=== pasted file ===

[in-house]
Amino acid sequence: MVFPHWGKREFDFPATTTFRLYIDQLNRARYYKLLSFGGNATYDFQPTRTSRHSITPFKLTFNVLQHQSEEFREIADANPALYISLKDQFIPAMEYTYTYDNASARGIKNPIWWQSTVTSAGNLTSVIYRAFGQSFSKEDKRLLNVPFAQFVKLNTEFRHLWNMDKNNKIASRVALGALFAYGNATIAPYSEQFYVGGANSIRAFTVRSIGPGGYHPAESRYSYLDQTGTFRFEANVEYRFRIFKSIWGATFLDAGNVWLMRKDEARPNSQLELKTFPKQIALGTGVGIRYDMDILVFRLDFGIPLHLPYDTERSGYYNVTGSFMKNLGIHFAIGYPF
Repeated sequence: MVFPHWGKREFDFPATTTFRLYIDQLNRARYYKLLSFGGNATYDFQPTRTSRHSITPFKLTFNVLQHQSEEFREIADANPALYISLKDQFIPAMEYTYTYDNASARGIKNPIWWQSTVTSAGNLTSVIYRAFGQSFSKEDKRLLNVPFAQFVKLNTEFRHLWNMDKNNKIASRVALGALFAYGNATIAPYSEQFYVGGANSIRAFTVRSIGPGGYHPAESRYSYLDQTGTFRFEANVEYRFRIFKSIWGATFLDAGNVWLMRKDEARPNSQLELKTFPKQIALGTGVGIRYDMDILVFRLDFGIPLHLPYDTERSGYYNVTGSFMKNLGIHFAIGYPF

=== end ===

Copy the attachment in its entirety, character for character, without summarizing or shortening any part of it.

[in-house]
Amino acid sequence: MVFPHWGKREFDFPATTTFRLYIDQLNRARYYKLLSFGGNATYDFQPTRTSRHSITPFKLTFNVLQHQSEEFREIADANPALYISLKDQFIPAMEYTYTYDNASARGIKNPIWWQSTVTSAGNLTSVIYRAFGQSFSKEDKRLLNVPFAQFVKLNTEFRHLWNMDKNNKIASRVALGALFAYGNATIAPYSEQFYVGGANSIRAFTVRSIGPGGYHPAESRYSYLDQTGTFRFEANVEYRFRIFKSIWGATFLDAGNVWLMRKDEARPNSQLELKTFPKQIALGTGVGIRYDMDILVFRLDFGIPLHLPYDTERSGYYNVTGSFMKNLGIHFAIGYPF
Repeated sequence: MVFPHWGKREFDFPATTTFRLYIDQLNRARYYKLLSFGGNATYDFQPTRTSRHSITPFKLTFNVLQHQSEEFREIADANPALYISLKDQFIPAMEYTYTYDNASARGIKNPIWWQSTVTSAGNLTSVIYRAFGQSFSKEDKRLLNVPFAQFVKLNTEFRHLWNMDKNNKIASRVALGALFAYGNATIAPYSEQFYVGGANSIRAFTVRSIGPGGYHPAESRYSYLDQTGTFRFEANVEYRFRIFKSIWGATFLDAGNVWLMRKDEARPNSQLELKTFPKQIALGTGVGIRYDMDILVFRLDFGIPLHLPYDTERSGYYNVTGSFMKNLGIHFAIGYPF